The Ajanta Caves in the Indian state of Maharashtra are a standing testimony to the impeccable artists of ancient India. Depicting the teaching of the Buddha, the Caves were discovered accidently in the year 1819 by a British official
Bengaluru: India is a land that is rich in culture and the arts.
The Ajanta Caves in the Aurangabad district of Maharashtra are a testimony to this.
They are 30 in number. The contain rock-cut Buddhist cave monuments.
These caves have paintings and rock-cut sculptures which are described as among the finest surviving examples of ancient Indian art, particularly expressive paintings that present emotion through gesture, pose and form.
It is a UNESCO world heritage site. As per a web portal, the caves were built in two phases. The first phase started around the 2nd century BCE, while the second phase was built around 400–650 CE.
Apart from paintings, the Caves constitute ancient monasteries and worship-halls of different Buddhist traditions.
If one visits the caves, one can also get to see the depictions of Lord Buddha in his past lives and also his rebirths.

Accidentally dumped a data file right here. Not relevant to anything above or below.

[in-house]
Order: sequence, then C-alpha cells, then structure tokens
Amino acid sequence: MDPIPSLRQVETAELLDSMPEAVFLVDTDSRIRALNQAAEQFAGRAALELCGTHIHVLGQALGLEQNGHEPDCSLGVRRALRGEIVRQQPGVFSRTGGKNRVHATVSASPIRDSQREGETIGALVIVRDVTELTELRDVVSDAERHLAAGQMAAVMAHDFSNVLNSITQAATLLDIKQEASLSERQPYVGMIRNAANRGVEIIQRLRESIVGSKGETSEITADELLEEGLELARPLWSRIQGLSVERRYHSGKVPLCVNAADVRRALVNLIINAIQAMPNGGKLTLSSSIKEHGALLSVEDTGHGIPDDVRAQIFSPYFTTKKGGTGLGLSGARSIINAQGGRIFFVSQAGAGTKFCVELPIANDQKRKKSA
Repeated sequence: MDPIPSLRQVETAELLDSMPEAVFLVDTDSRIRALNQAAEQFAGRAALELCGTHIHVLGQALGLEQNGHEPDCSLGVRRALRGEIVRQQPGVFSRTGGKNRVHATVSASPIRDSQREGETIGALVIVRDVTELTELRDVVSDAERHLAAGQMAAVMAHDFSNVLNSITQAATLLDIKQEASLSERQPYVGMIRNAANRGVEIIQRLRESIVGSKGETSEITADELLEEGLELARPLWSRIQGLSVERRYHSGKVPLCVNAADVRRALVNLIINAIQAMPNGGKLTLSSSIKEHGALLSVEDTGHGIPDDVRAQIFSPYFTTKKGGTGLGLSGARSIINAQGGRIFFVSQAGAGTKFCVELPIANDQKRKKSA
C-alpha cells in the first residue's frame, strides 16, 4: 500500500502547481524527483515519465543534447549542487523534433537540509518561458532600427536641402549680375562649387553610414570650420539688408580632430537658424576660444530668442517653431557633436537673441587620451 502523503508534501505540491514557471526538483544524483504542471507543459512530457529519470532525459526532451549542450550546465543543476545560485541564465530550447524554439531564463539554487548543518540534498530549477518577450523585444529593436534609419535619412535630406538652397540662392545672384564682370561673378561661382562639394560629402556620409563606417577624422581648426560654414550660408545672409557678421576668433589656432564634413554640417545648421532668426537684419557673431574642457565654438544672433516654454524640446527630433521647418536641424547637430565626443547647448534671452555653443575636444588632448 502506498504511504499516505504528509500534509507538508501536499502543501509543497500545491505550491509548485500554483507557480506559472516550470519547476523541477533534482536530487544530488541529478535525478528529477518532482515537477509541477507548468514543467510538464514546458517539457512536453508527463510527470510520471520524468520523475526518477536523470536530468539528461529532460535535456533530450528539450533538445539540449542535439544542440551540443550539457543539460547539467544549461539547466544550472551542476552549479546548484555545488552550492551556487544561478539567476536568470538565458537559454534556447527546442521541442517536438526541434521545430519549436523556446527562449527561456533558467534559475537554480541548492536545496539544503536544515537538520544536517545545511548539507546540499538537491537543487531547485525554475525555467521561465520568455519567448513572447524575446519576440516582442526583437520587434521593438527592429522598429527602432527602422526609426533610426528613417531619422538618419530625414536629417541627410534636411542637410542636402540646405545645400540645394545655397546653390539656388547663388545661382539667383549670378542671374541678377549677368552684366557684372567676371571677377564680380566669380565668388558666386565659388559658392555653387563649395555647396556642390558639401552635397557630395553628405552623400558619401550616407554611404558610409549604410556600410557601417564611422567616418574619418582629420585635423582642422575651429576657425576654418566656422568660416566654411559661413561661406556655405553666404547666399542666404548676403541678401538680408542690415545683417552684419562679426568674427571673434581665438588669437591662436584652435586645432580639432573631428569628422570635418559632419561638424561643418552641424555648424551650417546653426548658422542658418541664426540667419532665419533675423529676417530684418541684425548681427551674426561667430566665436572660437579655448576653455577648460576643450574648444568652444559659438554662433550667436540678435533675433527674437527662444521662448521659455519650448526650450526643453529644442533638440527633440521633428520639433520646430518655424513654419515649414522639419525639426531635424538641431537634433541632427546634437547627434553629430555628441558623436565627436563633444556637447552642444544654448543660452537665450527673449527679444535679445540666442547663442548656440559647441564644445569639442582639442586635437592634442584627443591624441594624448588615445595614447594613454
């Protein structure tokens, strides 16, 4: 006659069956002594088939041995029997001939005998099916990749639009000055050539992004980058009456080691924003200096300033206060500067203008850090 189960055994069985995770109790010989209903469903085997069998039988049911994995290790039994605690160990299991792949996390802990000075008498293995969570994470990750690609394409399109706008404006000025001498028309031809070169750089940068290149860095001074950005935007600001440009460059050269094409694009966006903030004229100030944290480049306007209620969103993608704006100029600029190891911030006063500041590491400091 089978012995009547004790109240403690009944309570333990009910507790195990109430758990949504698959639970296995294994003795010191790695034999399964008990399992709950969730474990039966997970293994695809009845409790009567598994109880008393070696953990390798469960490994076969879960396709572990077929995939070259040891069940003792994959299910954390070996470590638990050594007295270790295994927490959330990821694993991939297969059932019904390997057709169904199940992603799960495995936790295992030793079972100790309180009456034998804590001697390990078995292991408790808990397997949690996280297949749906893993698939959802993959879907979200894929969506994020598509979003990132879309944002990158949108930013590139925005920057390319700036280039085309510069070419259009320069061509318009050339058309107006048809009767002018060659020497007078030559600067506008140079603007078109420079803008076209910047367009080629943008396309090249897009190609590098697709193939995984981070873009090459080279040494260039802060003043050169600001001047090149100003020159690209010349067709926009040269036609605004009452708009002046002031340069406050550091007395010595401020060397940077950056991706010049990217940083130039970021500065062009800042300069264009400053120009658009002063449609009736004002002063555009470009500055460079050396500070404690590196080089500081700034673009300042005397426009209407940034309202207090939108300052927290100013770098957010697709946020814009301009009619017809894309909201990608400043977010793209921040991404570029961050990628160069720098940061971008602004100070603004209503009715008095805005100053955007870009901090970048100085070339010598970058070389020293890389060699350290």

But apart from the arts and culture, of which, the Caves are a repository, the Caves, as per sources, served as a monsoon retreat for monks. Not just that, they also served as a resting place for merchants and even pilgrims.
Of all the Caves, Caves 16, 17, 1 and 2 of Ajanta form the largest corpus of surviving ancient Indian wall-painting.
How were the Ajanta Caves discovered?
The story of the discovery of the Ajanta Caves is interesting. It was Captain John Smith, a British officer who accidentally discovered it in the year 1819 while hunting for a tiger.
Before being discovered, they were covered by a thick wall of trees.
Several Chinese Buddhist travellers to India and the even an official from the Mughal era have talked about the Caves in their travelogues.
But due to their age and rampant human interference, the art and paint work in the Caves have begun to erode.
Last Updated 3:23 PM IST